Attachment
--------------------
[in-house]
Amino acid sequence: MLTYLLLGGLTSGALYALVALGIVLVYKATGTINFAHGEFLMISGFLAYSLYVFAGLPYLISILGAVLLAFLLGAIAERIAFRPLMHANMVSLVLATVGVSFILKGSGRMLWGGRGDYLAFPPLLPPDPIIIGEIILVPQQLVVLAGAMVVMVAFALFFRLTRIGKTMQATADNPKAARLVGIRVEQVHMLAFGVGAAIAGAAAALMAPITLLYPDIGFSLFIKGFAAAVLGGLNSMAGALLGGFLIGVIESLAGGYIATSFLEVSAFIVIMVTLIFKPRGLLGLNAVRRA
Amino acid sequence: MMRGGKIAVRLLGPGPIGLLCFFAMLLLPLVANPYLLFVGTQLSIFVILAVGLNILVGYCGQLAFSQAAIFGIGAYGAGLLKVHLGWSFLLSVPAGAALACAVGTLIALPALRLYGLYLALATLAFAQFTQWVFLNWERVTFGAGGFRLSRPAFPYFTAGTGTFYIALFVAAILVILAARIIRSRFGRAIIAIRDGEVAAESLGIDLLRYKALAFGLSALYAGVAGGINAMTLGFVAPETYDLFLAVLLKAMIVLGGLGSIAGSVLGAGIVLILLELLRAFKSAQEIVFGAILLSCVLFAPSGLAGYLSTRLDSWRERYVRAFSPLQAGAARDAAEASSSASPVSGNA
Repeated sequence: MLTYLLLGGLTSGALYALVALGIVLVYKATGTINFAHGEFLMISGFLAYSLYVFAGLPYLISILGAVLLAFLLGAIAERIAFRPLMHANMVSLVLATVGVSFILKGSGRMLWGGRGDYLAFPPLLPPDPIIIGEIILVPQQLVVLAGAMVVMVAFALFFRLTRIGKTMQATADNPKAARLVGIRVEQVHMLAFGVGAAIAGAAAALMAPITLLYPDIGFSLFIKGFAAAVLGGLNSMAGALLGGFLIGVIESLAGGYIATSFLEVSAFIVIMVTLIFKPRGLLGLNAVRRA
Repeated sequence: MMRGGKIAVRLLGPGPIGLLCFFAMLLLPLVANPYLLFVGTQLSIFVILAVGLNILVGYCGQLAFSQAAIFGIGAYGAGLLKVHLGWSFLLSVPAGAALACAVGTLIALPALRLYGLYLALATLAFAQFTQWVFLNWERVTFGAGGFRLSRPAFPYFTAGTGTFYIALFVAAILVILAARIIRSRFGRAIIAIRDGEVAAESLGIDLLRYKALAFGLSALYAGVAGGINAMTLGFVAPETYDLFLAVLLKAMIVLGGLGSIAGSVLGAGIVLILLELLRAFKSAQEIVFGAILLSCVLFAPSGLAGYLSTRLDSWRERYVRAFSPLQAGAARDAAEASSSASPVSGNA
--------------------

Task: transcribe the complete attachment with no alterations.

[in-house]
Amino acid sequence: MLTYLLLGGLTSGALYALVALGIVLVYKATGTINFAHGEFLMISGFLAYSLYVFAGLPYLISILGAVLLAFLLGAIAERIAFRPLMHANMVSLVLATVGVSFILKGSGRMLWGGRGDYLAFPPLLPPDPIIIGEIILVPQQLVVLAGAMVVMVAFALFFRLTRIGKTMQATADNPKAARLVGIRVEQVHMLAFGVGAAIAGAAAALMAPITLLYPDIGFSLFIKGFAAAVLGGLNSMAGALLGGFLIGVIESLAGGYIATSFLEVSAFIVIMVTLIFKPRGLLGLNAVRRA
Amino acid sequence: MMRGGKIAVRLLGPGPIGLLCFFAMLLLPLVANPYLLFVGTQLSIFVILAVGLNILVGYCGQLAFSQAAIFGIGAYGAGLLKVHLGWSFLLSVPAGAALACAVGTLIALPALRLYGLYLALATLAFAQFTQWVFLNWERVTFGAGGFRLSRPAFPYFTAGTGTFYIALFVAAILVILAARIIRSRFGRAIIAIRDGEVAAESLGIDLLRYKALAFGLSALYAGVAGGINAMTLGFVAPETYDLFLAVLLKAMIVLGGLGSIAGSVLGAGIVLILLELLRAFKSAQEIVFGAILLSCVLFAPSGLAGYLSTRLDSWRERYVRAFSPLQAGAARDAAEASSSASPVSGNA
Repeated sequence: MLTYLLLGGLTSGALYALVALGIVLVYKATGTINFAHGEFLMISGFLAYSLYVFAGLPYLISILGAVLLAFLLGAIAERIAFRPLMHANMVSLVLATVGVSFILKGSGRMLWGGRGDYLAFPPLLPPDPIIIGEIILVPQQLVVLAGAMVVMVAFALFFRLTRIGKTMQATADNPKAARLVGIRVEQVHMLAFGVGAAIAGAAAALMAPITLLYPDIGFSLFIKGFAAAVLGGLNSMAGALLGGFLIGVIESLAGGYIATSFLEVSAFIVIMVTLIFKPRGLLGLNAVRRA
Repeated sequence: MMRGGKIAVRLLGPGPIGLLCFFAMLLLPLVANPYLLFVGTQLSIFVILAVGLNILVGYCGQLAFSQAAIFGIGAYGAGLLKVHLGWSFLLSVPAGAALACAVGTLIALPALRLYGLYLALATLAFAQFTQWVFLNWERVTFGAGGFRLSRPAFPYFTAGTGTFYIALFVAAILVILAARIIRSRFGRAIIAIRDGEVAAESLGIDLLRYKALAFGLSALYAGVAGGINAMTLGFVAPETYDLFLAVLLKAMIVLGGLGSIAGSVLGAGIVLILLELLRAFKSAQEIVFGAILLSCVLFAPSGLAGYLSTRLDSWRERYVRAFSPLQAGAARDAAEASSSASPVSGNA